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Abstract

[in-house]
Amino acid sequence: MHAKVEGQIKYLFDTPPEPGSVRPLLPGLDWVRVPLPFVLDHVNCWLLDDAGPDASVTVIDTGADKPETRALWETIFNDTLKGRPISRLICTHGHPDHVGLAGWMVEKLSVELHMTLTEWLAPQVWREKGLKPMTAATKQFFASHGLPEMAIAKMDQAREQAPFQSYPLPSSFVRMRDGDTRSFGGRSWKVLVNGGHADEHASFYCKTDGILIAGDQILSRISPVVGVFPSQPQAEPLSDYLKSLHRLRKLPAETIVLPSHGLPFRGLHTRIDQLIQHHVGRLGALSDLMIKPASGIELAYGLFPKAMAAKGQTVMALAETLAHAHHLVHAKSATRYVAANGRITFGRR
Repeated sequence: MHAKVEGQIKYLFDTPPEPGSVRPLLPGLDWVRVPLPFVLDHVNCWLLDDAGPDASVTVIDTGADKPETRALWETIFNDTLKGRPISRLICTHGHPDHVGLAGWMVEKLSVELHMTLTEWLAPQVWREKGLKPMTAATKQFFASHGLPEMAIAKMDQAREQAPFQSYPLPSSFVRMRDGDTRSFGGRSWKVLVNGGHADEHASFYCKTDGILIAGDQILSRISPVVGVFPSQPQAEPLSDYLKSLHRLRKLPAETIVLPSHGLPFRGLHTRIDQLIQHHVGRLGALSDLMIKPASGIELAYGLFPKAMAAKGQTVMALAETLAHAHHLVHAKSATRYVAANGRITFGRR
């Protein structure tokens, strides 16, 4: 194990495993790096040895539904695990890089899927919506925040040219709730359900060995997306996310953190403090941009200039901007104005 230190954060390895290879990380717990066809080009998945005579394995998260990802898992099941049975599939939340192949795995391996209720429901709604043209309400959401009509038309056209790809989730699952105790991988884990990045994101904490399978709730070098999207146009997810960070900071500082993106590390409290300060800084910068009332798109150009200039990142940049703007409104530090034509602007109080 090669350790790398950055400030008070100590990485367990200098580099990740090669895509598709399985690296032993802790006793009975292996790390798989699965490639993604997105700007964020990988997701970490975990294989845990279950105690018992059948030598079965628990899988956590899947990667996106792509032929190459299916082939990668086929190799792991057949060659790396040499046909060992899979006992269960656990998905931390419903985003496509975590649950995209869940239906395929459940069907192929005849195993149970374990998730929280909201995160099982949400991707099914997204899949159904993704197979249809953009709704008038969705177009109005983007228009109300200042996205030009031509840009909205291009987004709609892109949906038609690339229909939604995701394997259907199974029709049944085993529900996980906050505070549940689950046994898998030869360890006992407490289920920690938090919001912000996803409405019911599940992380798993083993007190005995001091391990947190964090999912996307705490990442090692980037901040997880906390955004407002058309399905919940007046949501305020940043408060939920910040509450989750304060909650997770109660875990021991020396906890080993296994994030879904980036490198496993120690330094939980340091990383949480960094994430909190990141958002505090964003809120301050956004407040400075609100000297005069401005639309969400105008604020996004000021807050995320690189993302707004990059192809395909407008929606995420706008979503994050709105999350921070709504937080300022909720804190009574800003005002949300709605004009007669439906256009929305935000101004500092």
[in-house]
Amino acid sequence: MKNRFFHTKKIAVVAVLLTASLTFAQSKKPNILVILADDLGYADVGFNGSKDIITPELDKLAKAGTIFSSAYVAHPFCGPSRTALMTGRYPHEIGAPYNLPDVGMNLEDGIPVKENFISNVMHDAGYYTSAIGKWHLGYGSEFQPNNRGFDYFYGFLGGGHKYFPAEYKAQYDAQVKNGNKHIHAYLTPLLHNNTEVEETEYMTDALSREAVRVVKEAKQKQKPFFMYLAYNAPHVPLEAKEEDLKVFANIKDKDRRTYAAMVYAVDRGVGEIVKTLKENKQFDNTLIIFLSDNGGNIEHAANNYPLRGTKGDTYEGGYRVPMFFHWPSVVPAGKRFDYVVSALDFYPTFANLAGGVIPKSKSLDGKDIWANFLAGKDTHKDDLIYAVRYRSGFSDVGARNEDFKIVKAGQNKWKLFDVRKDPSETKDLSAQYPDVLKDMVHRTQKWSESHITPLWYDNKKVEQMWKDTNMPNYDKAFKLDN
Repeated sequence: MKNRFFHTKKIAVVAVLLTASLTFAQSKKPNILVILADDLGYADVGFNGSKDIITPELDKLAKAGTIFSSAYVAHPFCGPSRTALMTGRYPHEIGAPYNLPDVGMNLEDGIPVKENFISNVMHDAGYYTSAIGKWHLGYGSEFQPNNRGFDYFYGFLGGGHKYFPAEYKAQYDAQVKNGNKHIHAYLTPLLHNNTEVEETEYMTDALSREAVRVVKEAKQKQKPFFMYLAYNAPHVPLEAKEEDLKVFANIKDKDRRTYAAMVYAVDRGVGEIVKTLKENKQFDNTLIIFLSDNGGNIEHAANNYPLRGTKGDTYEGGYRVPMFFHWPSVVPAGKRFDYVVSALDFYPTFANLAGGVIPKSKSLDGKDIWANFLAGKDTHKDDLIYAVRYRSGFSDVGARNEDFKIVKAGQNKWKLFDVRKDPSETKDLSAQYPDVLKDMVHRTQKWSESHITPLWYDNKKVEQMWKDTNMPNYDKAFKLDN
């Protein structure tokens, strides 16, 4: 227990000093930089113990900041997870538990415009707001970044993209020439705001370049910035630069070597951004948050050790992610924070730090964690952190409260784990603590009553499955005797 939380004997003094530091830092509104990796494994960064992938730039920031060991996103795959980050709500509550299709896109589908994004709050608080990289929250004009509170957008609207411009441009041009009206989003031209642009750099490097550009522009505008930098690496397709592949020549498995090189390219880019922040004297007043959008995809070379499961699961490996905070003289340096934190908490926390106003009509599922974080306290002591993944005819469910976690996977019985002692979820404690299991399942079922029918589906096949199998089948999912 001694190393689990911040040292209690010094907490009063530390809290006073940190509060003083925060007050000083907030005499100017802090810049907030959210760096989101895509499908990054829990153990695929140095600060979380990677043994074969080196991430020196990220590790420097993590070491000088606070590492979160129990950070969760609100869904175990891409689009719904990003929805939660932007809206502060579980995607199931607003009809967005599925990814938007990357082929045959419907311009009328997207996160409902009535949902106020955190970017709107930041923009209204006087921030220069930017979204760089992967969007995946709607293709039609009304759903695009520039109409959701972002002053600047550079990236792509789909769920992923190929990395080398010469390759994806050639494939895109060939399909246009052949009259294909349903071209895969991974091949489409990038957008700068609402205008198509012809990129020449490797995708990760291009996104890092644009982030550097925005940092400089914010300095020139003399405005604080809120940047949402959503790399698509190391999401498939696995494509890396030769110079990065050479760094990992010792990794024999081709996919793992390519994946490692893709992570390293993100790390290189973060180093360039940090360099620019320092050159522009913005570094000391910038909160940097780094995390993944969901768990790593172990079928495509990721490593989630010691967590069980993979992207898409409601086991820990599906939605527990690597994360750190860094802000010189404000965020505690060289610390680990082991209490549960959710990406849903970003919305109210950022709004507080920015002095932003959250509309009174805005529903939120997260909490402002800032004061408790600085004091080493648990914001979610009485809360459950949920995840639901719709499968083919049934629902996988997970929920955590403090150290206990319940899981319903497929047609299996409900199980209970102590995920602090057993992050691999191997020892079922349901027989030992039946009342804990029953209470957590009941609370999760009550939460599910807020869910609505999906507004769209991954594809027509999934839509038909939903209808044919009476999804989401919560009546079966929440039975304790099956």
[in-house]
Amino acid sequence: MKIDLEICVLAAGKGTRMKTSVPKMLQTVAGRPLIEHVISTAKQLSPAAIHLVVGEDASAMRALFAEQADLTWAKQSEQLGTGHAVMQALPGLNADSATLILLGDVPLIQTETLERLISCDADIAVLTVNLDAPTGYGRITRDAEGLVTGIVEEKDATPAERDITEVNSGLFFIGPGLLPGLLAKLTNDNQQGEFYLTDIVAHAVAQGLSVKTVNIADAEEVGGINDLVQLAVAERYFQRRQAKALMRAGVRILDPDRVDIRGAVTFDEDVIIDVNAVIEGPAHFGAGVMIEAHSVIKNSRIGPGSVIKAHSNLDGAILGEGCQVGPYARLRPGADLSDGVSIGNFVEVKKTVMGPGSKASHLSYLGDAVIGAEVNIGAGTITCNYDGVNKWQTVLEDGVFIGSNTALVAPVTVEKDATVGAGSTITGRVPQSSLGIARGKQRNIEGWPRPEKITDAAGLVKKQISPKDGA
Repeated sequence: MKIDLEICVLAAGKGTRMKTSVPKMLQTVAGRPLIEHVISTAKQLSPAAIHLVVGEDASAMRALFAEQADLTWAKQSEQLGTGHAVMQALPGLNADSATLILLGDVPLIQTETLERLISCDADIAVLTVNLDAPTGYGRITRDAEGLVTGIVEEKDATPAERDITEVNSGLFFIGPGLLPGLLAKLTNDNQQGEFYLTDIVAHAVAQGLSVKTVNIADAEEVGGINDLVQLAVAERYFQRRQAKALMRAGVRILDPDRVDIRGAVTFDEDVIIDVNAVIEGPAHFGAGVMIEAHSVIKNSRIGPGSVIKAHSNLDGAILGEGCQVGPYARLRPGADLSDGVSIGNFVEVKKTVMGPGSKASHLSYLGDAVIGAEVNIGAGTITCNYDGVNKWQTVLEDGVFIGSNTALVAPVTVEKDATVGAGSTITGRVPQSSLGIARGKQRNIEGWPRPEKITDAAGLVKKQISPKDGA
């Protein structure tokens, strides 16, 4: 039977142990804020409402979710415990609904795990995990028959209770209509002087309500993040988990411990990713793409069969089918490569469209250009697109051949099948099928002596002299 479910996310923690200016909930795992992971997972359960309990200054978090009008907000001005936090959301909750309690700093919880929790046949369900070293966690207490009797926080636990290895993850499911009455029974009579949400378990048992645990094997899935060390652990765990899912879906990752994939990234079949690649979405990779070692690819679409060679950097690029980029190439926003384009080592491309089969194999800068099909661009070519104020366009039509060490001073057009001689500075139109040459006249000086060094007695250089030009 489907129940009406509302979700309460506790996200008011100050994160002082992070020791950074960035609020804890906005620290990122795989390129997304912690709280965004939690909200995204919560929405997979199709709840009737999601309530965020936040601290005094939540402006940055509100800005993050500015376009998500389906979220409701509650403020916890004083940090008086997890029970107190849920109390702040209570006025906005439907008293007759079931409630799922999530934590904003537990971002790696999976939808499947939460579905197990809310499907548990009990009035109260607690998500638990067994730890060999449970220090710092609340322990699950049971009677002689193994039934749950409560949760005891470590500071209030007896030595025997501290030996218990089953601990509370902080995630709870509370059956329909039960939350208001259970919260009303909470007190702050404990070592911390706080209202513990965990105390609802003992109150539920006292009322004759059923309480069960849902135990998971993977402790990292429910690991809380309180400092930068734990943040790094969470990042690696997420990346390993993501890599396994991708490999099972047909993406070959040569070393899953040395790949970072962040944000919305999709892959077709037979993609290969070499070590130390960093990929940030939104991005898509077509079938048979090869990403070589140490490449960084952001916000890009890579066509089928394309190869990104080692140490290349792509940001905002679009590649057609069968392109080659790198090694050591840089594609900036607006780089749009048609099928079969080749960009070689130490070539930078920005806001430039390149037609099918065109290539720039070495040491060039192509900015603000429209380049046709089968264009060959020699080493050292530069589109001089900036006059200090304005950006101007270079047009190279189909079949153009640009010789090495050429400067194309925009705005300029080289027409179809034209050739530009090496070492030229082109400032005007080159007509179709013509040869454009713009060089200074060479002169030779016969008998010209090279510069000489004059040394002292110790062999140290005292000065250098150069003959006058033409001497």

In recent years, the wheat sector in Brazil has moved from governmental protection and public intervention to a free market and privatization. In this study, those changes are analyzed through measures of governmental intervention on nominal rates of protection and on welfare of producers and consumers. Elasticities of demand and supply of wheat are estimated, and the effects of changes in policies are analyzed under official and shadow exchange rates. Welfare measures indicate that almost US$ 8 billion were spent from 1970 until 1989 with policies to subsidize producers and consumers. The policy-induced stimulus to consumer demand exceeded the stimulus to domestic production, and self sufficiency in wheat declined. The reduction in wheat subsidies since 1989 was more than an isolated sector-specific policy. It was part of macroeconomic antiinflation policy, and it coincided with other economy-wide changes such as real appreciation and a decline in international commodity prices. © 1999 Elsevier Science B.V. All rights reserved.

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